The Impact Of China On U.S. Manufacturing

Assembly

The recent growth in manufacturing imports to the US is largely a consequence of China’s emergence on the global stage coupled with its deep comparative advantage in labour-intensive goods. The jobs in apparel, furniture, shoes, and other wage-sensitive products that the United States has lost to China are unlikely to return. Even as China’s labour costs rise, the factories that produce these goods are more likely to relocate to Bangladesh, Vietnam, or other countries rising in China’s wake than to reappear on US shores.

Further, China’s impact on US manufacturing is far from complete. During the 2000s, the country rapidly expanded into the assembly of laptops and cell-phones, with production occurring increasingly under Chinese brands, such as Lenovo and Huawei. Despite this rather bleak panorama, there are sources of hope for manufacturing in the United States. Perhaps the most encouraging sign is that the response of many companies to increased trade pressure has been to increase investment in innovation (Bloom et al. 2011). The ensuing advance in technology may ultimately help create new markets for US producers. However, if the trend toward the automation of routine jobs in manufacturing continues (Autor and Dorn 2013), the application of these new technologies is likely to do much more to boost growth in value added than to expand employment on the factory floor.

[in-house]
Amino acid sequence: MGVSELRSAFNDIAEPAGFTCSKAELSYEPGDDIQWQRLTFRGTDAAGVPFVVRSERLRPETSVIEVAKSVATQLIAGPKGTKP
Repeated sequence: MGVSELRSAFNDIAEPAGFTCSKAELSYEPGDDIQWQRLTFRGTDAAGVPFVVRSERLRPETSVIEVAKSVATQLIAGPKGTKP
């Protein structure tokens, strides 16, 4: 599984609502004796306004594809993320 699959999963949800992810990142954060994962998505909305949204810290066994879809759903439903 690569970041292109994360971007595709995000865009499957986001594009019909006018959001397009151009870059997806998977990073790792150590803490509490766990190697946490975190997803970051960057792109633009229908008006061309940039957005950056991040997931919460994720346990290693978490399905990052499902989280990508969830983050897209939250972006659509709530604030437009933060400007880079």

The rise of China and the future of US manufacturing

Weekly Initial Jobless Claims Tick Up To 293k

Initial jobless claims for the week ending September 20 were a seasonally adjusted 293k, up from the prior week’s revised reading of 281k. Not seasonally adjusted, jobless claims for the week were 239k.

Claims

Individual states that had changes in claims of more than 1k (not seasonally adjusted):

STates

The 4-week moving average of initial jobless claims was 299k.

Claims 4W

The number of unemployment insurance recipients, or continuing claims, for regular state programs was 2.439 million, up from the previous week’s revised reading of 2.432 million.

UI Recipients

The insured unemployment rate, which is the number of unemployment insurance recipients as a share of covered employment, was 1.8%, unchanged from the week prior.

IU Rate

90.3% of all U.S. jobs are covered by state unemployment insurance programs.

Covered Employment

Of the 9.591 million Americans currently unemployed, 25.43% receive unemployment insurance.